comment #4900 184.108.40.206 25th Oct 10
Ah, I see that you were returning a volley that Dark Blade made on the Cowboy Bepop page. I'm sorry about that. I wish we all wouldn't harsh each other's good vibes. Still, I wish people wouldn't dismiss shows — or go over to the show's trope pages just to continue a negative review flame war. Really, there's so much good about all three series, the similarities ought to be bringing us together.
comment #4903 220.127.116.11 25th Oct 10
I don't hate this show, I just don't get why it's worshiped the way it is. And the Outlaw Star, Cowboy Bebop reference was to the setting, Firefly had Outlaw Star's Empire vs. Rebel dynamic and Cowboy Bebop's low sci-fi setting and a mix of wild characters of different moral outlines. Firefly is a fine show, and it worked for what it was, but I don't love and never will.
comment #4912 Phrederic 25th Oct 10
And that's okay. Some people just love Firefly for what it is. The characters were funny and likable (On most days) and it was another serious attempt in American television in making a sci-fi epic. Just because you don't like it as much as other people doesn't mean you have to tear your hair out and ask them why their tastes are different than yours. And I always explain Firefly to my friends in terms of Star Wars anyway. :P You see, Reynolds is a smuggler like Han Solo and...
comment #4931 LaCapitana 27th Oct 10
Does it get better the second time you watch it? I've only seen it once, and am curious if its one of those shows that gets better and better.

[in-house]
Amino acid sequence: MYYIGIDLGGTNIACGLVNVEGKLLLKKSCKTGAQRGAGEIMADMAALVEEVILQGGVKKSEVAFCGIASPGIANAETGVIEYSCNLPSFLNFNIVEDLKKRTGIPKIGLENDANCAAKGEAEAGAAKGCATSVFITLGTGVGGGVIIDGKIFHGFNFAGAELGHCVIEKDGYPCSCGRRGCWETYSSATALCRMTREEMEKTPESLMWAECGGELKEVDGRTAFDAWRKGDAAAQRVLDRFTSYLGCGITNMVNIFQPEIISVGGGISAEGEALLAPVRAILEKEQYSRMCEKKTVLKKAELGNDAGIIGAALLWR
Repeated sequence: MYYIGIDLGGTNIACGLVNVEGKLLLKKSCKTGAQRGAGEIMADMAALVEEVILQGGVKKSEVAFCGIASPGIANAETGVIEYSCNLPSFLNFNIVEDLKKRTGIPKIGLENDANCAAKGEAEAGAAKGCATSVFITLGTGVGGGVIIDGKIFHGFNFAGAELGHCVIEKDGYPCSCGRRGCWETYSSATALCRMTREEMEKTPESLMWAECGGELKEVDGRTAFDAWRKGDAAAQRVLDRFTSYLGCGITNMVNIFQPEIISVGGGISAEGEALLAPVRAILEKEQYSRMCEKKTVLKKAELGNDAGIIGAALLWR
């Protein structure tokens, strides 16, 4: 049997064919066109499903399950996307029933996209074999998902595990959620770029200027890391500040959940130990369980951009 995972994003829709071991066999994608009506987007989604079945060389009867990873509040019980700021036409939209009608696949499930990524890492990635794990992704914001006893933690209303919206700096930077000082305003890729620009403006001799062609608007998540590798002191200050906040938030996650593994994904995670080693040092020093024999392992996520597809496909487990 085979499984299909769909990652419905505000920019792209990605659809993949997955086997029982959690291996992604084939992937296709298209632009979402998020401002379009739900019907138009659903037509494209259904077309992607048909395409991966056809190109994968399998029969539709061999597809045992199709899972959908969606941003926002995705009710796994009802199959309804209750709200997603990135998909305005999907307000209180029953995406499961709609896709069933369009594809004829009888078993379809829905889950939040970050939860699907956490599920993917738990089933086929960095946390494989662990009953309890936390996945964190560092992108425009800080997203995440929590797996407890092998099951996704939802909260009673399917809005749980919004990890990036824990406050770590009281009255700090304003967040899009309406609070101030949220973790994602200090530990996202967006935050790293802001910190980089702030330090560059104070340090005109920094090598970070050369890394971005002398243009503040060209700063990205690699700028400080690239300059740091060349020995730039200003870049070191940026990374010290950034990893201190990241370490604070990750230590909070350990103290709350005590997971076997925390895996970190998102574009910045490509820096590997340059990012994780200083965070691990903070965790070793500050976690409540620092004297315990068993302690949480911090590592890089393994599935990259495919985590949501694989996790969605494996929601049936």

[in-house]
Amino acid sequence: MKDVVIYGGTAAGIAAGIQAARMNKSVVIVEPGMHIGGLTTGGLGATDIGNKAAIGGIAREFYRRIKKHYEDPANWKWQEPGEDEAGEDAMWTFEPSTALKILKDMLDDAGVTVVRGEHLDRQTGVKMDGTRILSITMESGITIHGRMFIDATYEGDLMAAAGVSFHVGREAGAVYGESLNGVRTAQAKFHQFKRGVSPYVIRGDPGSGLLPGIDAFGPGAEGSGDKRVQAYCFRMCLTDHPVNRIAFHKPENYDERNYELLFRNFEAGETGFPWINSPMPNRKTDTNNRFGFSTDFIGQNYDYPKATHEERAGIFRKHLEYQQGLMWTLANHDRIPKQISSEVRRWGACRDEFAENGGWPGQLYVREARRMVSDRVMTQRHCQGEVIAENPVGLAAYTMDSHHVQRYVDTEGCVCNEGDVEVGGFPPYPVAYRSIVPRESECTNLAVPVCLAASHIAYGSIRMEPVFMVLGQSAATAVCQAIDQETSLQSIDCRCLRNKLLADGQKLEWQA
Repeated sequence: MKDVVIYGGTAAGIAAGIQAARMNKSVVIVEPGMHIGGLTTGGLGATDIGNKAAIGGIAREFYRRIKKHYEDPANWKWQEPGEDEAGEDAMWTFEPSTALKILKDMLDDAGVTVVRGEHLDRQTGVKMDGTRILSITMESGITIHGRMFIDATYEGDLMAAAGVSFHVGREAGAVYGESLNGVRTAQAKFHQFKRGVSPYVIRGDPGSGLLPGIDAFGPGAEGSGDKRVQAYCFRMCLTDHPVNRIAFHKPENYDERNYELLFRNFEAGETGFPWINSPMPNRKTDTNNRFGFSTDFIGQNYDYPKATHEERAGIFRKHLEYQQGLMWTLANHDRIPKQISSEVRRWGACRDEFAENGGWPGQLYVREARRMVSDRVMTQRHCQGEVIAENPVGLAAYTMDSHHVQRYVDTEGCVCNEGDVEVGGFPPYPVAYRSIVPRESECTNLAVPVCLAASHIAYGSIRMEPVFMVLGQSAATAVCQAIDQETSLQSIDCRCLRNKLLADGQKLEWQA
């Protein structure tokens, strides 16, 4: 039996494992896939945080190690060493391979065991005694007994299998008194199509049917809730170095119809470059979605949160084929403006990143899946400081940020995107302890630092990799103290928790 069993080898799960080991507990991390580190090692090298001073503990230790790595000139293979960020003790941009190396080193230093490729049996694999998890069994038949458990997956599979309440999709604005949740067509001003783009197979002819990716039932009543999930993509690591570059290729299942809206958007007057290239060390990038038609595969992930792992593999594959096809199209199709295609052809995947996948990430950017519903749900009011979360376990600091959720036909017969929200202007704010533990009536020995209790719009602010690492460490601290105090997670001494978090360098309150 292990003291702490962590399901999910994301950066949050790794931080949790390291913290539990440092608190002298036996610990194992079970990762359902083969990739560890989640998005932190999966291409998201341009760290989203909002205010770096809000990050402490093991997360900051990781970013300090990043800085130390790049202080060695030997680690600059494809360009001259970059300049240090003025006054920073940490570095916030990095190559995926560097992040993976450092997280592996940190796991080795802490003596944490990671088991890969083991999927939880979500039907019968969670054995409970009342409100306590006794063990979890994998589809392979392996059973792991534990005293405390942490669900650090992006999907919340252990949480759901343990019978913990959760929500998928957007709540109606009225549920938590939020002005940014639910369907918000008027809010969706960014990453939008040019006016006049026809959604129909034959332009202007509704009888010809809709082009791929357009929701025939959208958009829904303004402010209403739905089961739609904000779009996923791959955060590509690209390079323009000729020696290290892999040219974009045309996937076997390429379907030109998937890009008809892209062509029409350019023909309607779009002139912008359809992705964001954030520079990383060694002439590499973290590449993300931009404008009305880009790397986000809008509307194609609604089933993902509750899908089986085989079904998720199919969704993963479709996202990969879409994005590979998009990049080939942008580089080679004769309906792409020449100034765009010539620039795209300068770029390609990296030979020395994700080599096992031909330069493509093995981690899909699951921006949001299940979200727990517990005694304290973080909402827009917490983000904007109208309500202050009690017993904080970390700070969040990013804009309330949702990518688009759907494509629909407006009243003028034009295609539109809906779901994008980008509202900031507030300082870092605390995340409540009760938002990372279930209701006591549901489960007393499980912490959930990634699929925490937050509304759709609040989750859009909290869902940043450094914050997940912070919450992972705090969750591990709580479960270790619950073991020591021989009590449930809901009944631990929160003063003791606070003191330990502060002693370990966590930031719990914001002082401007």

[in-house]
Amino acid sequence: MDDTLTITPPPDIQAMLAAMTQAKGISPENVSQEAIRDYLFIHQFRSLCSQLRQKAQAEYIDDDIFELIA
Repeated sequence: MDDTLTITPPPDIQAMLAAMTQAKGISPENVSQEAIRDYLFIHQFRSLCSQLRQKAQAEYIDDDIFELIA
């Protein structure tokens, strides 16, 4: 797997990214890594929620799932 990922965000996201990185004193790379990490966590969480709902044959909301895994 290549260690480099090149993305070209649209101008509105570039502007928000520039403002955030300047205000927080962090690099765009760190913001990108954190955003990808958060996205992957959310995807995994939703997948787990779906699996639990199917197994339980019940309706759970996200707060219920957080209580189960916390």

comment #4938 Phrederic 27th Oct 10
The show was a lot of fun and certainly had me hooked for all 14 episodes. Given Whedon's track record, there is good reason to have faith in a positive potential for the series, at least for a couple of full seasons. As for why people worship any series, that should be left to the psychiatrists and sociologists. Who are probably fulla crap anyway.
comment #4944 tooncaster 27th Oct 10
I'm only familiar with the scenario where the show grabs you right away. But then, before Firefly, I didn't really circulate around much in the internet fandom worlds, so I never really got a case of hype aversion. That could definitely have changed how I felt. I can see how the pilot episode might drag on and how the next two episodes might not impress someone if they were expecting more. And even fans could take or leave War Stories and Heart of Gold. The rest of the episodes are really solid I think, and Out of Gas and Objects in Space in particular are outstanding. It's possible it could grow on you, because every time I watch an episode I notice something new, or I have a revelation into the nuances of one character or another. But it's also possible I spend entirely too much time thinking and talking about it with people on the internet.
comment #4947 18.104.22.168 28th Oct 10